Children growing-up in the post-cannabis legalization world need a new understanding of what marijuana is.
Kids today are guaranteed to see marijuana in a way that is much different from previous generations, says Ashleigh Brown, founder of SheCann, a platform where women can share their experiences with medical marijuana. Because it's legal across the country, Canadian youth will think of cannabis more like alcohol then any illicit substances. As such, they should be educated about marijuana in the same ways they would be about booze.
This means that they shouldn't be sheltered from cannabis; rather, they need to understand it as a substance for adults. If you don't talk about marijuana with your kids, you're likely to continue reinforcing existing stigmas about people who use it, says Brown.
"There is a difference between discretion and hiding," Brown told The London Free Press. "Hiding encourages stigma because it is something that you keep from people. Having discretion is about responsible use."
Brown has been using medical marijuana since 2016 and taught her children about the medical aspects of the plant. Once it became legal for recreational use, she said she had to explain that people use cannabis for a number of reasons. She also had to explain why she keeps her own cannabis products out of reach.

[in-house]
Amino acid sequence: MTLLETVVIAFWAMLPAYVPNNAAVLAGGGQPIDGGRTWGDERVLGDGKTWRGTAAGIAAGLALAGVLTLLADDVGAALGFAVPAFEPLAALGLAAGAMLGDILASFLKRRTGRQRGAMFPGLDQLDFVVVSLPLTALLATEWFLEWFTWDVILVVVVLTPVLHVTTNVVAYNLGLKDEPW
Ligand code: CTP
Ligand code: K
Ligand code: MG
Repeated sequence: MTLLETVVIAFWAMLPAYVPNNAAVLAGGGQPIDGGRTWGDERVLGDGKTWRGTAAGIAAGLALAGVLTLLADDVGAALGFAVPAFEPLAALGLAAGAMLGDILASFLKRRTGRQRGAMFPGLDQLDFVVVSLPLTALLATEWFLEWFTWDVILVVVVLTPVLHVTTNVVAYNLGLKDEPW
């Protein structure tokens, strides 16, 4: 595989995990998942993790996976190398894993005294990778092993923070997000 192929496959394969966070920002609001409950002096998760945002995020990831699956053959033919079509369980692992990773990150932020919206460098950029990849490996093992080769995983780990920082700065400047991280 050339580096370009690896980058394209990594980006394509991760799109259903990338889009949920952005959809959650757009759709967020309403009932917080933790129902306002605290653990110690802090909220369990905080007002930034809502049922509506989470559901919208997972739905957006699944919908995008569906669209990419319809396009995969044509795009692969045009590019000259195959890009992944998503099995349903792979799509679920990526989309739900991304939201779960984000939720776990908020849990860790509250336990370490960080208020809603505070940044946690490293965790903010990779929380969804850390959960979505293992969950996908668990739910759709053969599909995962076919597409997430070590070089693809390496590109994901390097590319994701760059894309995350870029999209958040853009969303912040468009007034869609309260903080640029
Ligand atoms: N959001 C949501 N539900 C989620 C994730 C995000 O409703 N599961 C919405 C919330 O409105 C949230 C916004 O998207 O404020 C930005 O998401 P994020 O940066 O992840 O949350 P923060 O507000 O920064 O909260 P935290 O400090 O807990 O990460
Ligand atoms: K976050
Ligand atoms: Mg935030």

"It's maybe not that I don't trust my own kids. I keep it locked and away from them so that they understand that it’s an adult-use product."
As more research points towards the potential risks associated with cannabis consumption among young people, it's important to educate children and teens using up-to-date science.
"My job is to be a responsible user and store it responsibly and have these conversations," Brown said. "I want to have a dialogue with my kids about this."